PAUL NELSON COLUMN: Time for the turnover?
Winter is coming. The fall cool down just got more serious late this week, with hard frosts forecast nightly in the extended forecast.
Any lake that hadn’t gone through turnover yet was going through turnover this week. Turnover is when the colder water on the surface of the lakes becomes heavier and more dense than the warmer water on the bottom of the lake, so water on the surface starts to sink.
Anglers can see the green layer of dead algae on the surface of the lakes early in the morning, before the wind has had a chance to mix the greenish slime back into the water.
The dead algae comes from the bottom of the lake when the water column turns over. This process re-oxygenates the entire water column, so the lakes go into winter with good oxygen levels from the surface to the deepest part of the lake before winter arrives.
Once the lakes reach 40 degrees Fahrenheit, they are ready to begin freezing. Water is most dense around 40 degrees, so any water colder than 40 degrees floats on top of the 40 degree water and eventually turns to ice.
Small shallow lakes freeze first, followed by large shallow lakes, then the small deep lakes and finally the large deep lakes freeze last. Sometimes we get a night of below zero temperatures early in the season, which can freeze all the lakes in one night if the conditions are right.
Lake Irving and Three Island Lake are good examples of small shallow lakes. Upper Red Lake and Lake Winnibigoshish are good examples of large shallow lakes.
Lake Bemidji and Cass Lake are good examples of deep lakes, with Lake Superior the best example of a large deep lake. Much of Lake Superior stays open all winter, except in the coldest winters.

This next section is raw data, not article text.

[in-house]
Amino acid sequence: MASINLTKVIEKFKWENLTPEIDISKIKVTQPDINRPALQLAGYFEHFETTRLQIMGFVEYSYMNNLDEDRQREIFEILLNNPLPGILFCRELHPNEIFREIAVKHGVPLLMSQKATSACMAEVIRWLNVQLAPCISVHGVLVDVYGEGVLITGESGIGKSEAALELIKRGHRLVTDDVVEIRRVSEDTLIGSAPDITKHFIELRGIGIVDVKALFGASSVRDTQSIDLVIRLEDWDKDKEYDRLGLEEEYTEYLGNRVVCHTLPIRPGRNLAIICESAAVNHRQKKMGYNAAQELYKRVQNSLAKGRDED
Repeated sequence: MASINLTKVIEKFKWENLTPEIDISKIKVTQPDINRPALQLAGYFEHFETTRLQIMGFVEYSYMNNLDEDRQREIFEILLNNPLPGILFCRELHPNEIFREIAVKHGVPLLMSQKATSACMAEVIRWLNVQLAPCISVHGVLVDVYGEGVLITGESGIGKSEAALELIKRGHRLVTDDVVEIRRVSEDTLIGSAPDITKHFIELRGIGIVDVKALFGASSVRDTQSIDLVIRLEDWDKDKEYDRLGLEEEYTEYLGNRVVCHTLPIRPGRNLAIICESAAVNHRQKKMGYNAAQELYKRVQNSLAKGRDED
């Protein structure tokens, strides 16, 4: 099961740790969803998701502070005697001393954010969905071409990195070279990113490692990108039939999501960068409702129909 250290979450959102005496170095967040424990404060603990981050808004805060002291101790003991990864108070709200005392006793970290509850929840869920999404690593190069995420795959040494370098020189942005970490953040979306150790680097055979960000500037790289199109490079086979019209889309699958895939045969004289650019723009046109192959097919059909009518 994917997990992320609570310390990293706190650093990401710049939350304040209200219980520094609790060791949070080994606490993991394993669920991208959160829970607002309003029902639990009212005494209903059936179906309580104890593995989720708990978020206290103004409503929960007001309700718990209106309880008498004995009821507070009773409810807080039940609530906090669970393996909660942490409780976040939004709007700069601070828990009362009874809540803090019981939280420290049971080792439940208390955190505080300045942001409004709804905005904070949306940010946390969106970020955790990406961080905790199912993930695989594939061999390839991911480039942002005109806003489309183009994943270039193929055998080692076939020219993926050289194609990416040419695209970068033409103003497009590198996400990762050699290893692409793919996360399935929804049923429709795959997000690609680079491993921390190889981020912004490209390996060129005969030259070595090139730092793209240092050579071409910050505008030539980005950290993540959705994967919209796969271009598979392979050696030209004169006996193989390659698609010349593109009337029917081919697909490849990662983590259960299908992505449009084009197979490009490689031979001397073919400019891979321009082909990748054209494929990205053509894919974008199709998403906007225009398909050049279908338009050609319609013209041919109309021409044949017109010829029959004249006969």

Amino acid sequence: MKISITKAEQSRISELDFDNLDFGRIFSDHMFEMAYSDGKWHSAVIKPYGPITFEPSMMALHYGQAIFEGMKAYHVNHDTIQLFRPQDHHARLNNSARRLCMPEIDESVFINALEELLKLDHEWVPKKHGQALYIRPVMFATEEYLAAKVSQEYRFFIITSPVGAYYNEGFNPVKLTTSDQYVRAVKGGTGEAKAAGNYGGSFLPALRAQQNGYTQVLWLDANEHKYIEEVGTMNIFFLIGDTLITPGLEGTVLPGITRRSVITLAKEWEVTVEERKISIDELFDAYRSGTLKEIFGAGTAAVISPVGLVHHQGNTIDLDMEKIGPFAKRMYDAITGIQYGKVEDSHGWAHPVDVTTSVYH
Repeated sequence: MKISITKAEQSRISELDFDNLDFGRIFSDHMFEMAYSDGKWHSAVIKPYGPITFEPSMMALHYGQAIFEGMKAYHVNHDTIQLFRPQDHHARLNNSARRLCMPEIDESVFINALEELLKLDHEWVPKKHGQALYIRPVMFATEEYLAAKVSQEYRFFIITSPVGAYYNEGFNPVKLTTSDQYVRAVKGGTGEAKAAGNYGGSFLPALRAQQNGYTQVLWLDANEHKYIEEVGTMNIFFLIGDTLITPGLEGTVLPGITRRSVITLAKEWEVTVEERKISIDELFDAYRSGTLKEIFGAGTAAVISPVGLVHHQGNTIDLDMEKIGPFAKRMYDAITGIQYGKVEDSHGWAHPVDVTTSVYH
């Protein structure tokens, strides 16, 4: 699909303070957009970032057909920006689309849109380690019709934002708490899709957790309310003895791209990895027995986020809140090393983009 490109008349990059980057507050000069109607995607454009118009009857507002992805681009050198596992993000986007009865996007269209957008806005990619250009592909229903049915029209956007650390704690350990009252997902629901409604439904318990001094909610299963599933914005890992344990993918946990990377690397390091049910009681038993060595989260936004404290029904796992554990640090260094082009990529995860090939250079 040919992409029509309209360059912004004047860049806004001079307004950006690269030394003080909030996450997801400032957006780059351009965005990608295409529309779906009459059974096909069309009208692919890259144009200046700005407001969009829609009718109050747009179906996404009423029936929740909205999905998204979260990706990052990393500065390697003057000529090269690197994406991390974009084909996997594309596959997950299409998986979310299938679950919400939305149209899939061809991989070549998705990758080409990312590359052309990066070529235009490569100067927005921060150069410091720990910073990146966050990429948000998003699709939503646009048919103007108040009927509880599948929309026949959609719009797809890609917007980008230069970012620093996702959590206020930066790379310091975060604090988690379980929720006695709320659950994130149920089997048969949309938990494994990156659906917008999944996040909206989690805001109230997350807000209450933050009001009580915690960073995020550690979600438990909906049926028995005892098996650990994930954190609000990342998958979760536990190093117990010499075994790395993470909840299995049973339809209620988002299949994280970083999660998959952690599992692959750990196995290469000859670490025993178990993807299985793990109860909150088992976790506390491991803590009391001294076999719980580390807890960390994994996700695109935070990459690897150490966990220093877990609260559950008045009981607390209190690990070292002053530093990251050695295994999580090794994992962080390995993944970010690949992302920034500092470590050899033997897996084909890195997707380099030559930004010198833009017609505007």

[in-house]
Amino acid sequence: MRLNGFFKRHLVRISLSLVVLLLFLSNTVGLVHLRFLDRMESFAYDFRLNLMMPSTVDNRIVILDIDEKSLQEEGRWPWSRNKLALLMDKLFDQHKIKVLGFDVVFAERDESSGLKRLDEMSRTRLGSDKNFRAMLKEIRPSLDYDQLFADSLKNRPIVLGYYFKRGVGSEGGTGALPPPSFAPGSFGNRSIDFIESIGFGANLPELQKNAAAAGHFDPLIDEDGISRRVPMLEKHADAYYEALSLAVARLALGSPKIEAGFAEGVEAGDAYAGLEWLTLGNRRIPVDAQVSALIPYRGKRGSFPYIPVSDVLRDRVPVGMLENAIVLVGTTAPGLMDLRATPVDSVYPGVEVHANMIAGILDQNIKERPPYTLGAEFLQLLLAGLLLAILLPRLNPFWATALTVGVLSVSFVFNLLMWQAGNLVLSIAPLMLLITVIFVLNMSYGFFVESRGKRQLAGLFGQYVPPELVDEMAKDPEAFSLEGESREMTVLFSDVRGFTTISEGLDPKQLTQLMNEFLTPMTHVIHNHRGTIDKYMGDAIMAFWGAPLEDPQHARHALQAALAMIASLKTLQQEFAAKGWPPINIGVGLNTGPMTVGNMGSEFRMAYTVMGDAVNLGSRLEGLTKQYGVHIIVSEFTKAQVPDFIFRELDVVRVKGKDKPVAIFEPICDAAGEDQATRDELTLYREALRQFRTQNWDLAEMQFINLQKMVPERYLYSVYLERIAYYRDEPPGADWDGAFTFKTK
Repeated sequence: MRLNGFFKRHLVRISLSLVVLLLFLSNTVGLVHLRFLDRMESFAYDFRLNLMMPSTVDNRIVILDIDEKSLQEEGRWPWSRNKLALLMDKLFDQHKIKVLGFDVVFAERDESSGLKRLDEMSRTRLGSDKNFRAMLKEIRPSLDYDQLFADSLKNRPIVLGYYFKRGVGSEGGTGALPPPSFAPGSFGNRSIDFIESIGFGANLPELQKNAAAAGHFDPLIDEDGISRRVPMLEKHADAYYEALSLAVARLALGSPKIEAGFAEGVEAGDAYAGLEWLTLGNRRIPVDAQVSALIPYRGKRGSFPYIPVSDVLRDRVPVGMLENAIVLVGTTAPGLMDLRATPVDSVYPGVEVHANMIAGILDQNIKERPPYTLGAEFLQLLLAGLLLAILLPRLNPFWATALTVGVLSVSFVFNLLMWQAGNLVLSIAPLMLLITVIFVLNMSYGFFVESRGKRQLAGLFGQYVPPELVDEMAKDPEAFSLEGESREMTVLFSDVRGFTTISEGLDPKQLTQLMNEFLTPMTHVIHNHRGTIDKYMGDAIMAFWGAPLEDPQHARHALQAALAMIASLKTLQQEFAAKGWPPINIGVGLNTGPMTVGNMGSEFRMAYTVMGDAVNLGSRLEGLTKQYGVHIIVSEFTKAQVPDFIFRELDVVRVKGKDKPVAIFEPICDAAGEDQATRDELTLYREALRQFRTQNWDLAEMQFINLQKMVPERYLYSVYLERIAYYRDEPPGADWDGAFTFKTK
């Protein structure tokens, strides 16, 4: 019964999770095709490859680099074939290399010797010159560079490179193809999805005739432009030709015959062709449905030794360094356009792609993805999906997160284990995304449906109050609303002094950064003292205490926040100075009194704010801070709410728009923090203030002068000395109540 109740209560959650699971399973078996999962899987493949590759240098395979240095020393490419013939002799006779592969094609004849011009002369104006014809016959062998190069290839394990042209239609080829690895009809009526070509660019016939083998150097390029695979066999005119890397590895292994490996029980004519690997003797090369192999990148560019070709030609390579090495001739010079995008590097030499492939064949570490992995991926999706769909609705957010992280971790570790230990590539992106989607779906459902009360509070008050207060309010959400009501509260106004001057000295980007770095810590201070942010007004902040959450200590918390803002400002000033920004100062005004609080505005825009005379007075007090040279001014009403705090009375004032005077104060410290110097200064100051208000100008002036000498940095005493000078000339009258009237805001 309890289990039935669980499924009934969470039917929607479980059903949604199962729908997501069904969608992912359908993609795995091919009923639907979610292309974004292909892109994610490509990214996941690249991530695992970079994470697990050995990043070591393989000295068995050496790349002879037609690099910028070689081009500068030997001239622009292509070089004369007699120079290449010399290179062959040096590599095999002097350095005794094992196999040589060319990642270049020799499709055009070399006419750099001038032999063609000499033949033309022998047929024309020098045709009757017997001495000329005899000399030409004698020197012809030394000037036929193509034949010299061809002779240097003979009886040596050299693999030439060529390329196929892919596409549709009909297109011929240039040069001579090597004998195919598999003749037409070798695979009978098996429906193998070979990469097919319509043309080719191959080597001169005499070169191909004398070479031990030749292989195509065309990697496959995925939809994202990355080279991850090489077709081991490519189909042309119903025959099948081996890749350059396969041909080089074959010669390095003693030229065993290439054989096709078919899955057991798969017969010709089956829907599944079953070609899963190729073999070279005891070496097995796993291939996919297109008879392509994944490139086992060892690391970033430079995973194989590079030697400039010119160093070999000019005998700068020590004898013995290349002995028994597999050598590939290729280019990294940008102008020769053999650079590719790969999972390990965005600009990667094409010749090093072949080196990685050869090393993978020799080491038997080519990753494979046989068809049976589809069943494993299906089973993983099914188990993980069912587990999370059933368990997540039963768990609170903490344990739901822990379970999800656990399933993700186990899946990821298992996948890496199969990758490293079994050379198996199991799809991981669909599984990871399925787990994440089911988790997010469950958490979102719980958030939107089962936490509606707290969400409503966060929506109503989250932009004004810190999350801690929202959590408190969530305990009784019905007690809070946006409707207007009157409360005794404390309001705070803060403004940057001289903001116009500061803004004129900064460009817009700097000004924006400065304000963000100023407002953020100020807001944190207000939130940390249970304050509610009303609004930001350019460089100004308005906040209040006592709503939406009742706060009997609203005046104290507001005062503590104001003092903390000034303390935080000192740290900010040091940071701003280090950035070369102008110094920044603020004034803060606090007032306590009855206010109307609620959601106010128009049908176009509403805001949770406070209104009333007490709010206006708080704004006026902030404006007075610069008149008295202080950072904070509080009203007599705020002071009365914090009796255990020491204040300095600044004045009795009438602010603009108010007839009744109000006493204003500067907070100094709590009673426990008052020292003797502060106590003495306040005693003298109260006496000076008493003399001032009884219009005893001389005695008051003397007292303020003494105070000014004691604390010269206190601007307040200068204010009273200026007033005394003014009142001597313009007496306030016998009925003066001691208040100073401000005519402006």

Once the lakes have gone through turnover, anglers are basically ice fishing from their boats. Anglers should be able to find active fish right up until the lakes freeze.
Many of the docks at the public accesses have already been removed, with any remaining docks likely coming out of the water soon.
tullibees and whitefish are two fall spawning species that live in many of the lakes in the Bemidji area. Muskies and large pike target the soft finned, high fat content tullibees as their prefered forage in most lakes.
tullibees and whitefish spawn in many of the same locations walleyes use to spawn in the spring. This includes current areas in rivers and streams as well as gravel bottomed areas il the lakes that have current or constant wave action.
The presence of spawning tullibees in an area gives anglers a golden opportunity to catch big pike and muskies. Many anglers use larger jerkbaits and crankbaits that imitate the silver/black color pattern of the tullibees.
It is hard for muskie anglers to cast for long periods late in the season because casting muskie baits naturally gets anglers hands wet. Most anglers will cast the productive areas as long as they can stand the cold and then troll while they warm up their hands.
Having more than one pair of gloves in the boat is often a good idea when casting for muskies late in the season.
The large predators often give their locations away from the large boils in the water from chasing after the tullibees in shallow water.
Muskies and big pike are not the only species that can be more concentrated into specific areas late in the season. This means there will be many areas that are almost void of fish, while a few areas will be loaded with fish.
Anglers can speed up the search process by using their electronics before they stop and fish. Many species of fish like walleyes, crappies and sunfish are usually located in deeper water late in the season, which makes it easier to locate the schools of fish with conventional sonar.
Shallow fish like muskies, pike and perch may be easier to locate using the side imaging feature on some high end electronics.
Paul A. Nelson runs the “Bemidji Area Lakes Guide Service.” He can be contacted at email@example.com.